20. CODE OF ETHICS CONT. • Section 2 – Rules of Ethics: 1. Oncologists should provide x-rays and other images to the patient. 2. Oncologists should provide a consultative opinion in the management of cancer & other disorders treated with radiation. 3. Before practicing in a hospital or other facility, the oncologist should apply & be accepted as a member of that facility’s health care staff, and follow that facility’s staff bylaws in the same way as the other physicians.

  21. CODE OF ETHICS CONT. • Oncologists should make sure that the patient is not referred to a health care facility that has a financial interest that is not in the best interest of the patient. • Oncologists should relate to other members of the health care team with mutual respect, and they should stay away from harassment or unfair discriminatory behavior. • Oncologists should have the right to enter into whatever contract arrangements with health care systems they want to. • Oncologists should not enter into an agreement that prohibits the supplying of necessary care or that gives care below acceptable standards.

  22. CODE OF ETHICS CONT. • Oncologists should clearly respond to questions from patients regarding costs. An oncologist should not participate in a billing arrangement which misleads the patient. • Oncologists should use extreme caution to make sure that a testimony (if needed) provided is correct and accurate. • Radiologic research must be performed with integrity and be honestly reported • Oncologists should not claim written/oral (plagiarism) material that is not theirs.

  23. CODE OF ETHICS CONT. • Oncologists should not publicize themselves through any form of public communication in an untruthful, misleading, or deceptive manner. • Section 3 – Disciplinary Procedures for Violation of Rules of Ethics: • States the punishments for violating the rules of ethics.

  24. EARNINGS/BENEFITS • Salary varies • Starting salary about $100,000/year • Starting private practice – $140,000-$160,000/year • Cons about oncology – give bad news to people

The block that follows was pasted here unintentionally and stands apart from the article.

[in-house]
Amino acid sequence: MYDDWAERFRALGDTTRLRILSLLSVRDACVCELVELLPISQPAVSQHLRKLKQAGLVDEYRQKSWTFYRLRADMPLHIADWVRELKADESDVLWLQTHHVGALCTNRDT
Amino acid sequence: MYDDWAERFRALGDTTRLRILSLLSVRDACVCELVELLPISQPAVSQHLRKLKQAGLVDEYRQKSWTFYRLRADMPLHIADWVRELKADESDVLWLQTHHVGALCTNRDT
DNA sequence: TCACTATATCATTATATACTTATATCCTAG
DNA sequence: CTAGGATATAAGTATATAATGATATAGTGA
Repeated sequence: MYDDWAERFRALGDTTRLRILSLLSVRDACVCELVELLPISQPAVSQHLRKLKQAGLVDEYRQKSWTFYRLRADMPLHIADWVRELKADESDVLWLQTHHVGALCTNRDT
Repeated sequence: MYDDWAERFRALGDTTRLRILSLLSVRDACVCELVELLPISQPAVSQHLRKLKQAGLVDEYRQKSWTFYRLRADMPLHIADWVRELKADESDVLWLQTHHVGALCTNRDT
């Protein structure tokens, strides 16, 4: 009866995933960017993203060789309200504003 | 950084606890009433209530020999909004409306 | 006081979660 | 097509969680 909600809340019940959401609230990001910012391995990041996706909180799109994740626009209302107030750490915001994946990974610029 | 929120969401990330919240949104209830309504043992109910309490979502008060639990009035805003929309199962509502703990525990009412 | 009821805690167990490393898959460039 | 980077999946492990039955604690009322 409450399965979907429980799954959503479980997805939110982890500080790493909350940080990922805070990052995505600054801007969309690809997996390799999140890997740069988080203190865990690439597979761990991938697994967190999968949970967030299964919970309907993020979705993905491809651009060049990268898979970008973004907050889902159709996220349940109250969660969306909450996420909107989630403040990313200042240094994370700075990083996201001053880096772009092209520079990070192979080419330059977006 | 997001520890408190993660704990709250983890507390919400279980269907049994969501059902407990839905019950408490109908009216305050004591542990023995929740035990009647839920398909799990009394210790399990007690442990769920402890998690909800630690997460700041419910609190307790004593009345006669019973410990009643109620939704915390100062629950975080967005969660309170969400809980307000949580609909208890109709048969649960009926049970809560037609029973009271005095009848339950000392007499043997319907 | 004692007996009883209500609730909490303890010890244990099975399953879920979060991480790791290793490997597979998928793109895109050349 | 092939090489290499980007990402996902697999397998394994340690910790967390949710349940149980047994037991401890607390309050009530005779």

25. EARNINGS/BENEFITS CONT. • Experienced oncologists – $200,000-$300,000/year • Experienced private practice – $350,000-$375,000/year • Average net income for 1998 - $230,000 • Benefits: • Satisfaction – cure people, patients have good deaths • Feel respected

  26. EARNINGS CONT.

  27. FUTUREOUTLOOK • Faster than average outlook through 2008 • Number of oncologists expected to increase moderately over next 4-5 years • Number of patients treated every year is going up, leading to higher demand for oncologists • Growth of oncologists due to expansion of health care industry • Continuing Medical Education requirements: • Minimum of 40 credits every 2 years (North Dakota)

  28. FUTURE OUTLOOK CONT. • Options for specializing in oncology – gynecological, neurological, radiation, medical, surgical, pediatric, chemotherapy

  29. OTHER INFORMATION • Usually work in hospitals, clinics, private practices • Equipment used: *medical equipment/instruments *computer *complicated electronic equipment *radioactive materials • Dosimetry – science of measuring, computing, calculating, & optimizing the dose of radiation

  30. OTHER INFO CONT. • About 0.5% (3,500) of all physicians in the US in 1999 were radiation oncologists • No specific dress code – dress nicely • No potential hazards, but a lot of mental burn out